Tottenville's Early African American History

Part II: The Cooley Family in the 20th Century: Second and Third Generations / 
Dahlias and Doctors 

After Philip Cooley’s death in 1832, his wife, Eliza, continued to raise their children and live in Tottenville until her death in 1884. Baylor, Philip’s brother, had purchased two acres on the west side of today’s Page Avenue and engaged in farming. By 1855, he reportedly owned 11 “improved acres.” He grew grain as well as vegetable crops. Baylor Cooley sold several parcels of land on Page Ave. to members of his family and a small community of African American families resided there through the early 20th century. In 1876, several years after his death, the property was subdivided into 26 lots. The survey map titled, “Map of the Estate of Baylor Cooley, Dec’d.,” included Baylor Street and Cooley Street.


Read more
Tottenville's Early African American History

Part I  The Cooley Family

An African American community of families settled in the Tottenville area as early as 1830, but it was not until 2009 that their story came to light. In Chapter 3 of Tottenville, the Town the Oyster Built, Barnett Shepherd introduces the Cooley family — Philip and Eliza Cooley, African Americans from Gloucester County, Virginia — as follows:

One of the early families to settle in the emerging town of Tottenville was that of Philip and Eliza Cooley, African Americans from Gloucester County, Virginia. Philip Cooley (“Cooler” is a spelling also used) was an oysterman. He married Eliza Morris (1805-1884) while in Virginia. Eliza had purchased Philip’s freedom. As free blacks they could not remain in Virginia and relocated with their children to Staten Island. Abraham Cole Totten, the sea captain, who sailed often to Virginia and Maryland for oyster seed, must have encouraged them to locate on Staten Island, because on June 7, 1830, he sold Philip 22 acres.

Philip filed copies of his freedom papers in the County Clerk’s Office on Staten Island. This made it impossible for anyone to consider him a runaway slave.

"Certificate of Emancipation of Philip Cooler. 1830. No. 131. Philip Cooler, a tawny colored man, 35 years of age, 5 feet 6 inches high, having a scar on the back of his right wrist, one on the back of his right hand, and a small one over his right eye, and emancipated by Eliza Morris by deed recorded in Gloucester County court is registered in the office of Gloucester County, April, 1830.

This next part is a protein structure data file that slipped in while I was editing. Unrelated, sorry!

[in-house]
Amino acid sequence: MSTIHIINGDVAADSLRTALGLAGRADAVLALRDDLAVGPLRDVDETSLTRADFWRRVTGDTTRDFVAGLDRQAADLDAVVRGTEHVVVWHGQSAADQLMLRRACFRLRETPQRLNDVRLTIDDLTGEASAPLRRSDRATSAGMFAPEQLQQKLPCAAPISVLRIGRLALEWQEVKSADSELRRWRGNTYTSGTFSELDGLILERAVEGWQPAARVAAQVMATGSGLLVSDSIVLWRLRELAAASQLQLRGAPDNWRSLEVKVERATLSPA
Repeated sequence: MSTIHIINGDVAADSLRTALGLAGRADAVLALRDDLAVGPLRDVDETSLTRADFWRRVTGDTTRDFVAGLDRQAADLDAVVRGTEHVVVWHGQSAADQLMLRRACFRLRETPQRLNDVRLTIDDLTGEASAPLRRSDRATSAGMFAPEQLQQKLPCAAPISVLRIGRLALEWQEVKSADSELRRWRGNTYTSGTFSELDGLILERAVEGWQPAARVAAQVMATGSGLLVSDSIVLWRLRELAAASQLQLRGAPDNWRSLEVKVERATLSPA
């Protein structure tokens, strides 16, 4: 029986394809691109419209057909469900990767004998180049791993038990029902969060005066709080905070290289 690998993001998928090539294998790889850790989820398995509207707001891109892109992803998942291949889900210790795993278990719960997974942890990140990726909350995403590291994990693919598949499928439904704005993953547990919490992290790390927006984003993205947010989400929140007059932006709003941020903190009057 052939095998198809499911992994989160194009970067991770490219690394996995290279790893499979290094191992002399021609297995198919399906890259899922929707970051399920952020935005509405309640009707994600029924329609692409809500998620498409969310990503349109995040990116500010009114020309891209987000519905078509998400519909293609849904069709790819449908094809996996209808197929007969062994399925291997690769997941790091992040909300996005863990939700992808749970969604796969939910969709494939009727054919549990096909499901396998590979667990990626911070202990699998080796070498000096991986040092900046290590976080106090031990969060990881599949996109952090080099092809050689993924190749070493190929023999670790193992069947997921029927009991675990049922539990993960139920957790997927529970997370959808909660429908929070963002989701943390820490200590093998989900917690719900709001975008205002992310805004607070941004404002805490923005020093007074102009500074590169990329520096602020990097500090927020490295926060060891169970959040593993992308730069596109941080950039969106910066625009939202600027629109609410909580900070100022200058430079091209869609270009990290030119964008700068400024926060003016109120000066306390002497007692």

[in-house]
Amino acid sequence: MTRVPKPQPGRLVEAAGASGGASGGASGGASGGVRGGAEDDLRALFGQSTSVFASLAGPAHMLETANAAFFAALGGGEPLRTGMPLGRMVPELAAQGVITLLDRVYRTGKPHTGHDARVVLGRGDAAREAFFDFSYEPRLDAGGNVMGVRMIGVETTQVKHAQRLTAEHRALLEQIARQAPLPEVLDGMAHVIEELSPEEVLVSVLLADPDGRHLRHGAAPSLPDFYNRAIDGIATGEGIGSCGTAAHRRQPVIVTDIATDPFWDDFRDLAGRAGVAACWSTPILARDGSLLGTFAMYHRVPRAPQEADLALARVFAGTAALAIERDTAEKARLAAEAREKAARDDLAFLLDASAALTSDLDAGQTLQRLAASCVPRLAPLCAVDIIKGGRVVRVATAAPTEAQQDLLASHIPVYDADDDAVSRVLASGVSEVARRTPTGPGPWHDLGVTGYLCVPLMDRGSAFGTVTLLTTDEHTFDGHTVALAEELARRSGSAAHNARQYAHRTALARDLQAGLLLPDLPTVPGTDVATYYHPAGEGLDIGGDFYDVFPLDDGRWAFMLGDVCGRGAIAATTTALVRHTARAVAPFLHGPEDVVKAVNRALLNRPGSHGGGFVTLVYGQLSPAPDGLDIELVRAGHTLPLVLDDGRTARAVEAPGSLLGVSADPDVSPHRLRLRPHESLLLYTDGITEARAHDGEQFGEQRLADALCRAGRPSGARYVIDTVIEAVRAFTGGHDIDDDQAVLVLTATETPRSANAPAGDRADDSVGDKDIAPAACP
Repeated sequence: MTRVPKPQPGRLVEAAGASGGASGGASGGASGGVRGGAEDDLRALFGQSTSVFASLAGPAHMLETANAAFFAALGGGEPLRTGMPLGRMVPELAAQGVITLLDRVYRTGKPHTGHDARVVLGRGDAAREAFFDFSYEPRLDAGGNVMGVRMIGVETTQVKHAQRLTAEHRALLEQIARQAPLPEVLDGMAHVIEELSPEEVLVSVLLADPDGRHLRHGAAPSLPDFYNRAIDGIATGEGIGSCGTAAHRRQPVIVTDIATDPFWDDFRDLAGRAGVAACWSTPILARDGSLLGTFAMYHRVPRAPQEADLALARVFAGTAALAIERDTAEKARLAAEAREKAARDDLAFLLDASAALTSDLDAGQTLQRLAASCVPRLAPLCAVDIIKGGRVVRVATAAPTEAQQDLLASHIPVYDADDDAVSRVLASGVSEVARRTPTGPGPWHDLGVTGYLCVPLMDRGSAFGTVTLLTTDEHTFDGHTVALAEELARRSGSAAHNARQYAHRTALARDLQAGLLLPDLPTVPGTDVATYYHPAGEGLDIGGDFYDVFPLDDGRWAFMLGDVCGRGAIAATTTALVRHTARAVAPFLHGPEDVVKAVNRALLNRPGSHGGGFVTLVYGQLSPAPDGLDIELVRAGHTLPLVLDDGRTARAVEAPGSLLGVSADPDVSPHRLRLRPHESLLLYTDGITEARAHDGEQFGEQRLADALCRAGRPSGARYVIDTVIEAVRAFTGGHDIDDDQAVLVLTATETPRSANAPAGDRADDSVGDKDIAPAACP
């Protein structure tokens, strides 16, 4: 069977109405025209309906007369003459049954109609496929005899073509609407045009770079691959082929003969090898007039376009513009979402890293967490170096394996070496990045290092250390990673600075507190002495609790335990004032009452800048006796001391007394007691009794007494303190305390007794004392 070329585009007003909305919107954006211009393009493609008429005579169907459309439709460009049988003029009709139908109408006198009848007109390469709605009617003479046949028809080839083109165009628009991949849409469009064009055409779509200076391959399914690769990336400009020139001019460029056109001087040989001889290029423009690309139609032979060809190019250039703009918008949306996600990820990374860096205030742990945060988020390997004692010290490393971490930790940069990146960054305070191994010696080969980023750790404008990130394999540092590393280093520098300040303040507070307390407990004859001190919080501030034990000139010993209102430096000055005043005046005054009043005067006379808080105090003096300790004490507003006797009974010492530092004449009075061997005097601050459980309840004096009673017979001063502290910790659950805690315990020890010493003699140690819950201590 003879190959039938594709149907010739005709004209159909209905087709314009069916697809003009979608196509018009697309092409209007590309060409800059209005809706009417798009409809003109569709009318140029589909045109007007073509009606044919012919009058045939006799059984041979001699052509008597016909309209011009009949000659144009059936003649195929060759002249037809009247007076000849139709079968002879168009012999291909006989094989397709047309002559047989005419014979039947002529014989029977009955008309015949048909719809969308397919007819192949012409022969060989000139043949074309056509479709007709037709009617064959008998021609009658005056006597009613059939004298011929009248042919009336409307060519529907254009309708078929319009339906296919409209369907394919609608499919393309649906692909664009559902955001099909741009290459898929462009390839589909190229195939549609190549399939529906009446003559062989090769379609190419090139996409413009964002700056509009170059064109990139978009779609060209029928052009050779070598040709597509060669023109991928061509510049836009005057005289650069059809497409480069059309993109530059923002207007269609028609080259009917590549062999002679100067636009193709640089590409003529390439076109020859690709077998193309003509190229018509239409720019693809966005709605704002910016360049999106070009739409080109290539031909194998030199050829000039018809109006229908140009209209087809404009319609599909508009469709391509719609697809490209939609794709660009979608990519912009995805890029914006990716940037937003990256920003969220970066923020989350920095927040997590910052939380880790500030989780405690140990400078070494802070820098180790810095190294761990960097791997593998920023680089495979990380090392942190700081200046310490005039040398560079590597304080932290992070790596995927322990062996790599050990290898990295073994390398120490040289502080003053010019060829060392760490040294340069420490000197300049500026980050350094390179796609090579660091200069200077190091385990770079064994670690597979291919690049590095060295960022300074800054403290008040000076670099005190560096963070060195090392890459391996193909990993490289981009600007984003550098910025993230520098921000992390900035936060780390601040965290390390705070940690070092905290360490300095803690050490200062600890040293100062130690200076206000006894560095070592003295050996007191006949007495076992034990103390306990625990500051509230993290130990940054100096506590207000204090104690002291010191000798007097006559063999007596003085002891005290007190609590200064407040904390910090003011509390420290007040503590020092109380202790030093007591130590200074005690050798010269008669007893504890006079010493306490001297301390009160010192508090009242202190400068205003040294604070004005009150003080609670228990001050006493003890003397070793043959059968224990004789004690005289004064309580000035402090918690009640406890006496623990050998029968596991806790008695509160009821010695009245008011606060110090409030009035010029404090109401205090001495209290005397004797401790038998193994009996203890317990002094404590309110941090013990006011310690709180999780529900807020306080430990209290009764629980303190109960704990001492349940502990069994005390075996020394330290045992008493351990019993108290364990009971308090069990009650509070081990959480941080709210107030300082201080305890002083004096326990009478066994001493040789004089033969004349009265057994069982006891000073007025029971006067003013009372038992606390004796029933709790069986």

The register of Philip Cooler, a person of color was examined by court and found to be truly made.”

Read more


A Hands-on Learning Experience

Window sash constructed in the 18th and 19th century was assembled with mortise and tenon joints using wooden pegs to hold the joints tight. They were made to be taken apart, repaired and put back together easily.  Simple, yet ingenious.  

We were excited to visit the Henry Hogg Biddle House of Conference House Park recently with Park Director John Kilcullen to have a look at the room we would soon occupy and use for our office and research center.  The office space is located on the second-floor of the Biddle House.  The room is spacious with tall ceilings, wooden floors, and large, six-over-six sash windows that offer a sweeping view of Satterlee St. and the long entrance driveway.  A piece of plywood covered the bottom half of one of these windows. Removal of the plywood revealed three missing panes of glass in the lower sash; two of the remaining three panes were cracked and needed replacement.   The Tottenville Historical Society offered to make the necessary repairs.

Read more
Oriental Park, Eltingville

oriental 1898


Frederick Wilkens owned and operated a grocery store and hotel, and later a resort known as Oriental Park at the intersection of Amboy Rd. and Richmond Ave. from the late 1860s to the early 1900s. Oriental Park featured a hotel, bowling alley, dancing pavilion, and even a shooting gallery according to this 1898 map detail.

Around 1900 the park was a favorite destination for bicyclists from all over New York City.

Later Westerleigh Savings Bank occupied the corner. Richmond County Savings Bank is located there today.

(Reprinted from the September 2016 issue of The CART, official newsletter of the Tottenville Historical Society.)